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  • Writer's pictureFoundational Breast Care

Early detection of breast cancer is not early enough

Since the late 80s, deaths due to breast cancer have dropped in number by more than 40%. Mainstream medicine has made huge steps with improvements in its screening technology and treatment approach. These medical advancements have even resulted in less use of the extreme forms of medical intervention: less surgery, less radiation and less chemotherapy.

But the world outlook on breast cancer is still nothing short of devastating, as the World Health Organisation reported 2 million new cases of breast cancer and 627,000 female deaths from breast cancer (that’s 1,718 women every day) in 2018 alone. And in spite of the increase in survival rates, an equivalent decrease in new cases being diagnosed is far from a reality, as figures are expected to rise well into 2030.

Medicine does not yet know why most cancers occur, does not know why some breast cancers can suddenly metastasise (spread to other parts of the body) and become fatal, nor why some women’s cancers return after treatment and others’ don’t. Survival rate figures are beginning to slow and new cases continue to rise, there is still much work to be done.

There is no question the focus in recent years on early detection in breast cancer awareness campaigns has saved lives. But concerns abound about false negative and positive results, over-diagnosis and excessive medical intervention, and the uptake of breast cancer screening rates falling in some countries (UK).

With so many new cases of breast cancer diagnosed every year, and rates in the traditionally low risk areas of young women and men on the rise, are we asking the right questions?

Is our current ‘early’ detection early enough?

Are we ignoring common indicators that signpost someone living in a way that may lead to breast cancer, but dismiss these signs because they are not yet measurable by our current technology?

Early detection approaches to date have been based on methods of screening or self-checking that rule out tangible signs that the disease has already begun in the body. In other words, we start from the disease and work backwards. Once these physical signs are ruled out, the woman is safe from cancer. But only for now, as the anxiousness of a breast cancer diagnosis continues to loom until the next exam.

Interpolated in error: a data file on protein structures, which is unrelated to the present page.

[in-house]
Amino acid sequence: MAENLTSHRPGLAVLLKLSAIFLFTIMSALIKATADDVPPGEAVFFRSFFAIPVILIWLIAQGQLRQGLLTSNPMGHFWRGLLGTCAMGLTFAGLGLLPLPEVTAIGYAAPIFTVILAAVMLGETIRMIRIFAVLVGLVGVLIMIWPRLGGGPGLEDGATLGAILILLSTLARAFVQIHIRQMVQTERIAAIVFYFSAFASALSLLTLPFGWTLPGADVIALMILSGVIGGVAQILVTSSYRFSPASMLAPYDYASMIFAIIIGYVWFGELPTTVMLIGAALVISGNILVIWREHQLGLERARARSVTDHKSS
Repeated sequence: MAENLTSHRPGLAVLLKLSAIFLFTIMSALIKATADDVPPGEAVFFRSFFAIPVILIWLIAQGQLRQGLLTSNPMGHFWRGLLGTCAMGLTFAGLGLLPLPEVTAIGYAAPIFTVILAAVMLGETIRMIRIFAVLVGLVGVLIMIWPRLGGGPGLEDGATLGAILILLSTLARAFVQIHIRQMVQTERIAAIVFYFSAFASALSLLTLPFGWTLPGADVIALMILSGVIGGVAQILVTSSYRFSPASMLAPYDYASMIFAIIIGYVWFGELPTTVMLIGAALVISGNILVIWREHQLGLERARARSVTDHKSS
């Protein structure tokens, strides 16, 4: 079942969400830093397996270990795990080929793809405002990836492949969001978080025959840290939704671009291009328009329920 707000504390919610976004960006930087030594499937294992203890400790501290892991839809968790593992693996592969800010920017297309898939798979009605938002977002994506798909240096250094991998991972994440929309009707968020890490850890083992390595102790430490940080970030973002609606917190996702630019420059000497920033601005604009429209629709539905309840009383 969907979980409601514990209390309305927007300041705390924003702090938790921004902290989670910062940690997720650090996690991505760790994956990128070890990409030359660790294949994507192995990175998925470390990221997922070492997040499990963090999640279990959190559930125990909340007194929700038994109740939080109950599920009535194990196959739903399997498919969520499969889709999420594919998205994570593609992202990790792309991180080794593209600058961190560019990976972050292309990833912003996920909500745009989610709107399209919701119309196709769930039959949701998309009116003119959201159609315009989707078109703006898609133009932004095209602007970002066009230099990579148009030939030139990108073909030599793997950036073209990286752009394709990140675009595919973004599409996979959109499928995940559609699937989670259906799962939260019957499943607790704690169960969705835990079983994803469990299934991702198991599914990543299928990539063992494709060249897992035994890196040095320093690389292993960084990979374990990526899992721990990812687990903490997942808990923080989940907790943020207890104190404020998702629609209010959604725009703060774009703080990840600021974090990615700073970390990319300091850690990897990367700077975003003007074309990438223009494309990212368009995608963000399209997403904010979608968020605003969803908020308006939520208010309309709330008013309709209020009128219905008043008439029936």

Is there more we could be aware of in the prevention of breast cancer between the early detection activities, like self breast testing and medical screening?

Current prevention recommendations are based on the observation of some common lifestyle choices and behaviours, typically recommending:

  • Maintain a healthy diet and lifestyle - healthy weight and activity level

  • Don’t smoke

  • Limit hormonal therapy (birth control, fertility treatments, menopause)

  • Limit alcohol

  • Avoid exposure to radiation (medical imaging and environmental)

  • Breastfeed more

  • Have children, and earlier

If the focus on these was enough, why are new cases still rising? How do we account for the health conscious women who meet all the above recommendations and yet still get breast cancer? How do we account for the women who don’t live the above and don’t get breast cancer?

At the moment, self care is typically associated with the recovery stage, after treatment for breast cancer, rather than prevention of breast cancer. What if those very same things we drew attention to in recovery, we raised awareness about in our prevention education campaigns:

  • make space for yourself

  • caring for you is caring for others, it guarantees the quality you care for them in

  • communicate, share how you’re feeling, you don’t have to go it alone

  • meditate, stay connected

  • eat healthy

  • be gentle with yourself

  • exercise gently and regularly

  • support yourself to sleep well

It’s all too common to hear medical staff, friends and family of breast cancer patients observe of them that they need to slow down, accept support, allow space to care for themselves and stop worrying about others. Maybe there is gold here that our prevention strategies are missing, the addressing once and for all of the ingrained belief that a woman must care for others before and often to the detriment of herself, or a man must provide for others even if it is to the detriment of himself.

We’re not saying this is the panacea, but this level of self-care has yet to be fully embraced or explored. Why wait for illness to justify caring for ourselves? Imagine if we encouraged gentleness with girls and boys in school, confirmed their qualities first before rewarding them for what they do, emphasized that self-care is not an indulgence of self but one of our greatest responsibilities, and governs the quality of how we then relate to others?

Now this is prevention, as we extend the notion of early detection to the detection of behaviours and attitudes that may result in a body being moved along a path that can lead to illness and disease....or not.


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Science Daily, American Cancer Society (US) Accessed October 2019

Science Daily, Seattle Care Cancer Alliance (US) Accessed October 2019

World Cancer Research Fund: Accessed October 2019

Breast Cancer Now (UK): Accessed October 2019, Sam Baker (US): Accessed October, 20019

Health Direct (Australian Govt) Sources: BreastScreen Australia (About breast cancer), Cancer Council NSW (Reducing your risk of breast cancer), Breast Cancer Network Australia (Risk factors), Cancer Australia (Your risk and breast cancer) Accessed October, 2019

National Health Service (NHS – UK Govt): Accessed October 2019

National Cancer Institute (US Govt): Accessed October 2019

NHS (UK) Accessed October 2019


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